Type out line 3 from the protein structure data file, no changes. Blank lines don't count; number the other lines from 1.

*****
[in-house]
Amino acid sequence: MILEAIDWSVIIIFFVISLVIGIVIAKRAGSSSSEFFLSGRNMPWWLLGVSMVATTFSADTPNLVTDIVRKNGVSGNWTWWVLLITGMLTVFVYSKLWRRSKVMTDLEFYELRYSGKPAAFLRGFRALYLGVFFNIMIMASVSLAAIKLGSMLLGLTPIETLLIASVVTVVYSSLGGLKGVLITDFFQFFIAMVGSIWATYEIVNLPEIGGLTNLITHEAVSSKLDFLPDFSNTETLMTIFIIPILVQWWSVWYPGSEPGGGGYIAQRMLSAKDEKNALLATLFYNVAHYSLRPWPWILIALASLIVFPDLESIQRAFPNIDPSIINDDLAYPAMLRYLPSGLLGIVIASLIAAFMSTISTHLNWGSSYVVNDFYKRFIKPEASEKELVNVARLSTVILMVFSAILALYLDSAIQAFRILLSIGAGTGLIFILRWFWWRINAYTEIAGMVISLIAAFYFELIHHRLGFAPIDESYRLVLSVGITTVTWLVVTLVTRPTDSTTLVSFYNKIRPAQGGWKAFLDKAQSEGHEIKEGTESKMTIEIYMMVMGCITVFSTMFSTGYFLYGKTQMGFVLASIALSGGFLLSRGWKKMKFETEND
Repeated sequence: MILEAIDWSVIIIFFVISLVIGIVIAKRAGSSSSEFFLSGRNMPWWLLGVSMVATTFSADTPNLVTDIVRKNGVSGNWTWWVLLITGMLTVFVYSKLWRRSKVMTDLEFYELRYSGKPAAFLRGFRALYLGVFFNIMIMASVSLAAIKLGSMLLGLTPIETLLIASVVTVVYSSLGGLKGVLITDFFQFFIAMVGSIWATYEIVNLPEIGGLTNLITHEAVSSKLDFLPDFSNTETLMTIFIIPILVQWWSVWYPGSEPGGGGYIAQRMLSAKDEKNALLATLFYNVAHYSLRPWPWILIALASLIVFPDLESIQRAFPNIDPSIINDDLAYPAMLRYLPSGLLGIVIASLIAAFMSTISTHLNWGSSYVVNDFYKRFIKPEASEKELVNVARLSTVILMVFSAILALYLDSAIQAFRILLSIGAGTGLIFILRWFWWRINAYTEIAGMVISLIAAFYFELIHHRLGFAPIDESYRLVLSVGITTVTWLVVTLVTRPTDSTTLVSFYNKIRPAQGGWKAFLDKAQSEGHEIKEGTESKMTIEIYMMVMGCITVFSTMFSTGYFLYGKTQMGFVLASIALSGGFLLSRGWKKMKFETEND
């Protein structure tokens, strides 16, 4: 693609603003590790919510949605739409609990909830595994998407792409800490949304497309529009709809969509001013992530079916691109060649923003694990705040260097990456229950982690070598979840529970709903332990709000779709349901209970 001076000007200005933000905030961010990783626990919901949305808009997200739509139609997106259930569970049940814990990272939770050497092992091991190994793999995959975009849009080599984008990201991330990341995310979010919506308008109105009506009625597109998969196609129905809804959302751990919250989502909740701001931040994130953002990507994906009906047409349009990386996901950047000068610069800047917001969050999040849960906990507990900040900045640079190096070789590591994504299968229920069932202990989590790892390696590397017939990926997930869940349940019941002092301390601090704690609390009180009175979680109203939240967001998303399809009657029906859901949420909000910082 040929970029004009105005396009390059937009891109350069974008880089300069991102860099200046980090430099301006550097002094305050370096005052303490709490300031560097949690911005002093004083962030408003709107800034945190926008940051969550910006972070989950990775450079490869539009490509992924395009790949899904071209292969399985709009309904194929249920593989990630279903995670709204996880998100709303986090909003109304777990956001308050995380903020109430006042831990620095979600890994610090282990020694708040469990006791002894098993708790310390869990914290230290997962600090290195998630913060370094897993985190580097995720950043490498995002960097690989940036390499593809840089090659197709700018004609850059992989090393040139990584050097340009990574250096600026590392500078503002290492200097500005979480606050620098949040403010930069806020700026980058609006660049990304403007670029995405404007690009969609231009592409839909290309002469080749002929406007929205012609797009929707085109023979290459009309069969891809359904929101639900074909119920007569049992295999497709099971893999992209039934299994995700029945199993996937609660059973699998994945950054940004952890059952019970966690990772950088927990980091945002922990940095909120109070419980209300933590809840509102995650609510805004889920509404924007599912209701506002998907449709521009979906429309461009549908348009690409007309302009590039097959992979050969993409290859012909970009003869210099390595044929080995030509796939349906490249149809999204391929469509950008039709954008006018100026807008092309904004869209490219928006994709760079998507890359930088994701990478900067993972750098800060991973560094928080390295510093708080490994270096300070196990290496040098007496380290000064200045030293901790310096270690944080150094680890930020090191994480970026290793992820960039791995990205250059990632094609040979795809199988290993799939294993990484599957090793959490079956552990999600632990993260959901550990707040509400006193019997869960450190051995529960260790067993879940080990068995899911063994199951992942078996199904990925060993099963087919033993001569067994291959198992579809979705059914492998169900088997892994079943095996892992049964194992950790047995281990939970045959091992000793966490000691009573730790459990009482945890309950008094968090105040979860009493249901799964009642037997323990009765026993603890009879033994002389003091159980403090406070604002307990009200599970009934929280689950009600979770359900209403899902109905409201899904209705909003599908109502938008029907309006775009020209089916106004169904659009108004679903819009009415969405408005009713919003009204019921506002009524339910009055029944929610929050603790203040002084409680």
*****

Repeated sequence: MILEAIDWSVIIIFFVISLVIGIVIAKRAGSSSSEFFLSGRNMPWWLLGVSMVATTFSADTPNLVTDIVRKNGVSGNWTWWVLLITGMLTVFVYSKLWRRSKVMTDLEFYELRYSGKPAAFLRGFRALYLGVFFNIMIMASVSLAAIKLGSMLLGLTPIETLLIASVVTVVYSSLGGLKGVLITDFFQFFIAMVGSIWATYEIVNLPEIGGLTNLITHEAVSSKLDFLPDFSNTETLMTIFIIPILVQWWSVWYPGSEPGGGGYIAQRMLSAKDEKNALLATLFYNVAHYSLRPWPWILIALASLIVFPDLESIQRAFPNIDPSIINDDLAYPAMLRYLPSGLLGIVIASLIAAFMSTISTHLNWGSSYVVNDFYKRFIKPEASEKELVNVARLSTVILMVFSAILALYLDSAIQAFRILLSIGAGTGLIFILRWFWWRINAYTEIAGMVISLIAAFYFELIHHRLGFAPIDESYRLVLSVGITTVTWLVVTLVTRPTDSTTLVSFYNKIRPAQGGWKAFLDKAQSEGHEIKEGTESKMTIEIYMMVMGCITVFSTMFSTGYFLYGKTQMGFVLASIALSGGFLLSRGWKKMKFETEND